The literature on physical activity and psychological functioning in advanced age generally concentrates upon either cognition or affect (e.g., [1, 70]). Cognitive function is dependent upon the central nervous system, which declines increasingly over the adult life span, bringing in its wake attrition in a wide variety of cognitive abilities . Affect, on the other hand, may be altered throughout the life span—not necessarily as a function of the aging process per se but rather as a function of personal adjustment to health or other environmental factors . This difference impacts on the mechanisms explaining the relationship between these dimensions and physical activity and consequently on the modes and doses of physical activity needed to engender the changes. The mechanisms explaining the relationship between physical activity and cognition are based on exercise-induced physiological processes occurring as a result of aerobic activity, which counteracts the decline which occurs during the aging process . On the other hand, the proposed mechanisms explaining the relationship between physical activity and affect include both physiological theories based on changes triggered by aerobic exercise and psychological theories which do not necessarily imply specific modes of physical activity.
Researchers with a physiological orientation argue that physiological changes in cardiovascular function , neural hormones , endorphins , and body temperature  are the mechanisms mediating physical activity and affect, and thus specifically prescribed aerobic exercise is required to engender these changes. A noteworthy physiologically oriented theory in exercise science is based on asymmetrical anterior brain activation, which shows that this asymmetry, as measured by an electroencephalogram (EEG), can serve as a biological marker of affect . A series of studies assessing the relationship between frontal asymmetry and exercise in young participants indicated that resting EEG asymmetry predicted postexercise affect, specifically an increase in activated pleasantness, and this appeared to be influenced by aerobic fitness [60, 61].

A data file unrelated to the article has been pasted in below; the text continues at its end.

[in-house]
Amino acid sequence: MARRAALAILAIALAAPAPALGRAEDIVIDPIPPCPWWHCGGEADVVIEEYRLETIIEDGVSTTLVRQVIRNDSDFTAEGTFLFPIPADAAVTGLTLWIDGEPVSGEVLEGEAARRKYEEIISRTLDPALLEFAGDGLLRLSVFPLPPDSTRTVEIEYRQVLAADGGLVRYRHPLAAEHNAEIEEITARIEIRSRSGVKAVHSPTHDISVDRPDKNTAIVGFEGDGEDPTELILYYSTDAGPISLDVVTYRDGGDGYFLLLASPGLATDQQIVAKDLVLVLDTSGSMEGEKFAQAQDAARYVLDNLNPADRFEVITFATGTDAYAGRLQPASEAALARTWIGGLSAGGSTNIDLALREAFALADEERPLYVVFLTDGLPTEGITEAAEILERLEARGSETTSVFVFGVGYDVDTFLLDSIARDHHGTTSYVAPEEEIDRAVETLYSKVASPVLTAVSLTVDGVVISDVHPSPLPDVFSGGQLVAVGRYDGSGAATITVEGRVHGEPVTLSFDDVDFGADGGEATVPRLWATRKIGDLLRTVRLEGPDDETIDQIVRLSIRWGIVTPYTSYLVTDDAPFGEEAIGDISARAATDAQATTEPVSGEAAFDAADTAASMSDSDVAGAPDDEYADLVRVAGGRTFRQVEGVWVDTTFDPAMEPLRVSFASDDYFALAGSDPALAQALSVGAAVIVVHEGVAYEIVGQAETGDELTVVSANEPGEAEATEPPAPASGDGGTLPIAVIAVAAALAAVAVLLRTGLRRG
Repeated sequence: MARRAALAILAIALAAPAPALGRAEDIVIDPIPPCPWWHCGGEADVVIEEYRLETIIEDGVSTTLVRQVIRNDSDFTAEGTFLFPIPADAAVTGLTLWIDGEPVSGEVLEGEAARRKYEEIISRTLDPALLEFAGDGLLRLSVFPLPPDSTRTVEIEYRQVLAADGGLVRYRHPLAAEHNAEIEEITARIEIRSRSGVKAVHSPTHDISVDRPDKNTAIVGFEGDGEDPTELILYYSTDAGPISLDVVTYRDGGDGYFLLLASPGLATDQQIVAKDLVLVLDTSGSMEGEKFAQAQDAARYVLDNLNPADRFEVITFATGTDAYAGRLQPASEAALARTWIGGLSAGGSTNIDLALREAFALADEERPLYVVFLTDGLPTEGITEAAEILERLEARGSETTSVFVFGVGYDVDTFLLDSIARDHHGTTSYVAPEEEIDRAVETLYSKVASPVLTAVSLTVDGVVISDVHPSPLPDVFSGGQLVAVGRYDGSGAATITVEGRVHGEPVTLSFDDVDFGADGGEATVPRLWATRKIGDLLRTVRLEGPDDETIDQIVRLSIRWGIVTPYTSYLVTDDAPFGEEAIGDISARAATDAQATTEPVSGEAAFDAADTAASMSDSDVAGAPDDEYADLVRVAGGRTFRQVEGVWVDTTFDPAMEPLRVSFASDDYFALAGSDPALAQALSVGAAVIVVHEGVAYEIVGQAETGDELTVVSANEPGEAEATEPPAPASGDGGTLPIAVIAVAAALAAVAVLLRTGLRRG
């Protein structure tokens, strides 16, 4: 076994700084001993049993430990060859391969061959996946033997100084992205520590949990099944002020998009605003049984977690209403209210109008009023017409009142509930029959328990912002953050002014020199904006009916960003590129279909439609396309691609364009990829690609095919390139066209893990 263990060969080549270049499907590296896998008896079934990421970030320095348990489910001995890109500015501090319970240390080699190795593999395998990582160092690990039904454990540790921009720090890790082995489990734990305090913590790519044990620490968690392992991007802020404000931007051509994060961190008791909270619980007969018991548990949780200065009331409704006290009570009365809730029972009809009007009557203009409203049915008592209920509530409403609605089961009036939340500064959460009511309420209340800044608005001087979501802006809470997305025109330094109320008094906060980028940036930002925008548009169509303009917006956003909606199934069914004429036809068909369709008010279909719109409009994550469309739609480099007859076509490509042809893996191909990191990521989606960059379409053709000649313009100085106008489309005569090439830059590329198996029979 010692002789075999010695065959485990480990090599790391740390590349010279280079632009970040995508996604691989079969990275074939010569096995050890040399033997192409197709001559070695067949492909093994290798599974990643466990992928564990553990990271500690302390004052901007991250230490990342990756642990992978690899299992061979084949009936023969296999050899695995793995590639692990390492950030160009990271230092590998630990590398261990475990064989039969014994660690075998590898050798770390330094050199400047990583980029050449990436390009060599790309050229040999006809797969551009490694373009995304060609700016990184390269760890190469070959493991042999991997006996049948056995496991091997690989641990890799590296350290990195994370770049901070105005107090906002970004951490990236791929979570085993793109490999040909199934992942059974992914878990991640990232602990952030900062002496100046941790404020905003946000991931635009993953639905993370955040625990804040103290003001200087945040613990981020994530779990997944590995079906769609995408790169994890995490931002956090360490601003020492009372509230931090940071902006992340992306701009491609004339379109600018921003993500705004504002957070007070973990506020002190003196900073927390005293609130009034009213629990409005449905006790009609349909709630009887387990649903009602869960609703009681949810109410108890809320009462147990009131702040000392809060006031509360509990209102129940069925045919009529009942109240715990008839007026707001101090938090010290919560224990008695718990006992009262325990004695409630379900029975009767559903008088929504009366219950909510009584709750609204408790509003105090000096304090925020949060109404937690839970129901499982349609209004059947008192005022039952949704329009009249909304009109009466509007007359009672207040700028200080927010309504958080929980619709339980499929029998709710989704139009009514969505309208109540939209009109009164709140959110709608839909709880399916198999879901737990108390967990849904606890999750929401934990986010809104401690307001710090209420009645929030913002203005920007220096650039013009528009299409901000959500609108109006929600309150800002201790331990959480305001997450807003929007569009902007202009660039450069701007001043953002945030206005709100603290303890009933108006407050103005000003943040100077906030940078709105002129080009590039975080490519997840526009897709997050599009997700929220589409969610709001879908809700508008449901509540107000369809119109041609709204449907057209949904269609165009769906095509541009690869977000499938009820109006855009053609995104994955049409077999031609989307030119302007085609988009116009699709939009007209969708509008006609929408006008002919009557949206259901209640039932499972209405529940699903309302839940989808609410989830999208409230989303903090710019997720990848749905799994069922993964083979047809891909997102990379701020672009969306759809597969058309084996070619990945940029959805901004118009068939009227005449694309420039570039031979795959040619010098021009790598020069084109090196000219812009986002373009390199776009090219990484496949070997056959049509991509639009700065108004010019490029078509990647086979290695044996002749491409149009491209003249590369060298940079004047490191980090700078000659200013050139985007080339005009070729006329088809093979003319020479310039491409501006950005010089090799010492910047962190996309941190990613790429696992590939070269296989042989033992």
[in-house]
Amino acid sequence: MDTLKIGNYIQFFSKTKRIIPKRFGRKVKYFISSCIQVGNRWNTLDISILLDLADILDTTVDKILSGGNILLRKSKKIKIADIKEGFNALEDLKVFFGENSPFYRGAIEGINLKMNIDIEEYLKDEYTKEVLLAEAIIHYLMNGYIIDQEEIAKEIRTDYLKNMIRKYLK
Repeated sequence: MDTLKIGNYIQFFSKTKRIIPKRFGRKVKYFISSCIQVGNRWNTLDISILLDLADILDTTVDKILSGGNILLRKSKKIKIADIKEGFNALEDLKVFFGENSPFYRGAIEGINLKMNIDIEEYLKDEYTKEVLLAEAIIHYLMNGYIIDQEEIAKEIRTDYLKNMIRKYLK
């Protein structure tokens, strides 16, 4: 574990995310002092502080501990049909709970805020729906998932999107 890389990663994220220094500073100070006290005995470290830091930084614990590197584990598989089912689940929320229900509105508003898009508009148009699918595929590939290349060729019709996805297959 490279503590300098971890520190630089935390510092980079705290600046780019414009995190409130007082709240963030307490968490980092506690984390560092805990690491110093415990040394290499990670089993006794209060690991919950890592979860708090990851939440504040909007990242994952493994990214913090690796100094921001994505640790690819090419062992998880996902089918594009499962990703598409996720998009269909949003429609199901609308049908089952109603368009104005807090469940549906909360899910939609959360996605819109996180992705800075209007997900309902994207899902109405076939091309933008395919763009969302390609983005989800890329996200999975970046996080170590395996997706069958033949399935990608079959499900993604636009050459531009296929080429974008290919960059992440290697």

Researchers with a psychological orientation, who view the exercise–affect relationship as an exclusively psychological phenomenon, maintain that alterations in affect are caused by distraction from the stresses of life , changes in self-efficacy , feelings of mastery , and social interaction —things which make people “feel better” . Consequently, the alterations in affect engendered by physical activity are not dependent on physiological alterations and may be achieved by different modes of physical activity at various intensities. Spirduso and Cronin  suggested that physical activity can enhance quality of life in the elderly without improving cardiorespiratory status. They postulated that the act of exercising might be beneficial in and of itself. Furthermore, even if alterations in aerobic fitness are achieved, alterations in affect are not necessarily associated with them. Studies reporting improvements in fitness and in well-being in older adults as a result of aerobic exercise found those improvements to be unrelated (e.g., ).